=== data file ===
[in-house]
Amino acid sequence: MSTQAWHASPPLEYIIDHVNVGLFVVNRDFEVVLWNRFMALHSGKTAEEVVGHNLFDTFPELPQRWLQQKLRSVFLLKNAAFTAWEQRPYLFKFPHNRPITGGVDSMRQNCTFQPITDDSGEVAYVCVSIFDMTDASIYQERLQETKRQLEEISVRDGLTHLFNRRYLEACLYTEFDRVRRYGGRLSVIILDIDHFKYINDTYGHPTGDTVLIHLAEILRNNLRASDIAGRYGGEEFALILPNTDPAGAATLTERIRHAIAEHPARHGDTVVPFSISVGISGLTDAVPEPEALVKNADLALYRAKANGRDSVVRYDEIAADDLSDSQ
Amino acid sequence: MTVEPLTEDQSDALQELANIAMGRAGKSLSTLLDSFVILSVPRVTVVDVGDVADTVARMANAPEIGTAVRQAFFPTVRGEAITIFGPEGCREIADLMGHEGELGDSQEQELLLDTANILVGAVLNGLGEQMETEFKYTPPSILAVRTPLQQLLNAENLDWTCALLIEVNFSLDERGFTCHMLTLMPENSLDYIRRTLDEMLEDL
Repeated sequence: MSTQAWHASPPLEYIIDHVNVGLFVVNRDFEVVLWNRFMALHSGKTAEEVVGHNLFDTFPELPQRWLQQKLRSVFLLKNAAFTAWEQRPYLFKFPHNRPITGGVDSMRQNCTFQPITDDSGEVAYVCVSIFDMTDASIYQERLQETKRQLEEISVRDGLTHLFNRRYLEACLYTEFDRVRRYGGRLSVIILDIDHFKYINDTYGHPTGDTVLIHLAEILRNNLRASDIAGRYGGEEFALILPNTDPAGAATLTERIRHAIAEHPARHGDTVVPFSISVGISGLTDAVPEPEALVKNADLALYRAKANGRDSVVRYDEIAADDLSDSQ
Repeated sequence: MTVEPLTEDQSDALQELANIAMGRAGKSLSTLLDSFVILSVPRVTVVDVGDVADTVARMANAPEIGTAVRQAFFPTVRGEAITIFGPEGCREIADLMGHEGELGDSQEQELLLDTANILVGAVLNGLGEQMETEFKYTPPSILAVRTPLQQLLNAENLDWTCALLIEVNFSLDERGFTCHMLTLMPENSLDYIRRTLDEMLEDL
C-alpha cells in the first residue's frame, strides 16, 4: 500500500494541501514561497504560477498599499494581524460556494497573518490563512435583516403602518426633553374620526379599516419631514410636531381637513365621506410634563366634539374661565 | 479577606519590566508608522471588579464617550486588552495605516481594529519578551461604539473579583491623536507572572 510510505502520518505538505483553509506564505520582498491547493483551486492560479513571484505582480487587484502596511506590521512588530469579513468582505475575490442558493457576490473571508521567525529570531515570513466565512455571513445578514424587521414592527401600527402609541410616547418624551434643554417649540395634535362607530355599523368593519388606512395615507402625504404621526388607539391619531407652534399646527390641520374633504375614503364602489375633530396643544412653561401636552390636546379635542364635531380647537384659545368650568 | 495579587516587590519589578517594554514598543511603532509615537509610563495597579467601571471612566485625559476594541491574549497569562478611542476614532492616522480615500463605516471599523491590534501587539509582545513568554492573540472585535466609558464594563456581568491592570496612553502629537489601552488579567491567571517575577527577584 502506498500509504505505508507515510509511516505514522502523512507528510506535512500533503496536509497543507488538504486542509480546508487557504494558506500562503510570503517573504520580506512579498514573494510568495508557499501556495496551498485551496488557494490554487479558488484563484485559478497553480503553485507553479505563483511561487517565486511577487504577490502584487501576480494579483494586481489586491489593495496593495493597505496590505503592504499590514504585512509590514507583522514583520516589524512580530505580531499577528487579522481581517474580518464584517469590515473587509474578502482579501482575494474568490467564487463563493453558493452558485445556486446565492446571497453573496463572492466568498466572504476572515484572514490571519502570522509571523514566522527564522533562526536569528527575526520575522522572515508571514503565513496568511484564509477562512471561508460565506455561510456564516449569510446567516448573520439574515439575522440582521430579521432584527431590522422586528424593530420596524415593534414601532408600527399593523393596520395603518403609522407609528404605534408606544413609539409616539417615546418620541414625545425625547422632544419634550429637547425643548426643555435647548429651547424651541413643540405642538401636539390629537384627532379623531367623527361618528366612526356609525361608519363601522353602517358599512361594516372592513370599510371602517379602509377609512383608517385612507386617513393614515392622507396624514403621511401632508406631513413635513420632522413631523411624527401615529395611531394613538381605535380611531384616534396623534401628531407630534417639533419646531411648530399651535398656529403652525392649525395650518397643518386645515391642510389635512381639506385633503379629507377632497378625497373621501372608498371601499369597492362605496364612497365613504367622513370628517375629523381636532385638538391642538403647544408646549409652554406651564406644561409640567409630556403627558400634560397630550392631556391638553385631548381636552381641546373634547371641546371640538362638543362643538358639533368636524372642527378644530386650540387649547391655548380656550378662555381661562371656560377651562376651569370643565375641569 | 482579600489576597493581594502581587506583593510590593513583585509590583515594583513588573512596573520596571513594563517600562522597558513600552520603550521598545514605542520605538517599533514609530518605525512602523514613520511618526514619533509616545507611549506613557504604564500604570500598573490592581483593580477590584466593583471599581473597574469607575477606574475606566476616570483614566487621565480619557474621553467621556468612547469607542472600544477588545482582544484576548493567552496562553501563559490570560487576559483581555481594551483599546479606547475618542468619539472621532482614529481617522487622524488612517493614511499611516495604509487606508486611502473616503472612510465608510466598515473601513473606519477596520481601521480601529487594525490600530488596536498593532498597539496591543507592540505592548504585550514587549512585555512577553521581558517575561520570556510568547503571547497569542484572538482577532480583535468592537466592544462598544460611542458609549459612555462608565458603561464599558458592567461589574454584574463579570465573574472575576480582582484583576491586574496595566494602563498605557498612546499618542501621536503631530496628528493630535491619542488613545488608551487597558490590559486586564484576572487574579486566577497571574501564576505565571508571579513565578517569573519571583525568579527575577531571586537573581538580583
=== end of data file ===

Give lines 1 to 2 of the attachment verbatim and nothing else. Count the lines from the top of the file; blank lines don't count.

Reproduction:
[in-house]
Amino acid sequence: MSTQAWHASPPLEYIIDHVNVGLFVVNRDFEVVLWNRFMALHSGKTAEEVVGHNLFDTFPELPQRWLQQKLRSVFLLKNAAFTAWEQRPYLFKFPHNRPITGGVDSMRQNCTFQPITDDSGEVAYVCVSIFDMTDASIYQERLQETKRQLEEISVRDGLTHLFNRRYLEACLYTEFDRVRRYGGRLSVIILDIDHFKYINDTYGHPTGDTVLIHLAEILRNNLRASDIAGRYGGEEFALILPNTDPAGAATLTERIRHAIAEHPARHGDTVVPFSISVGISGLTDAVPEPEALVKNADLALYRAKANGRDSVVRYDEIAADDLSDSQ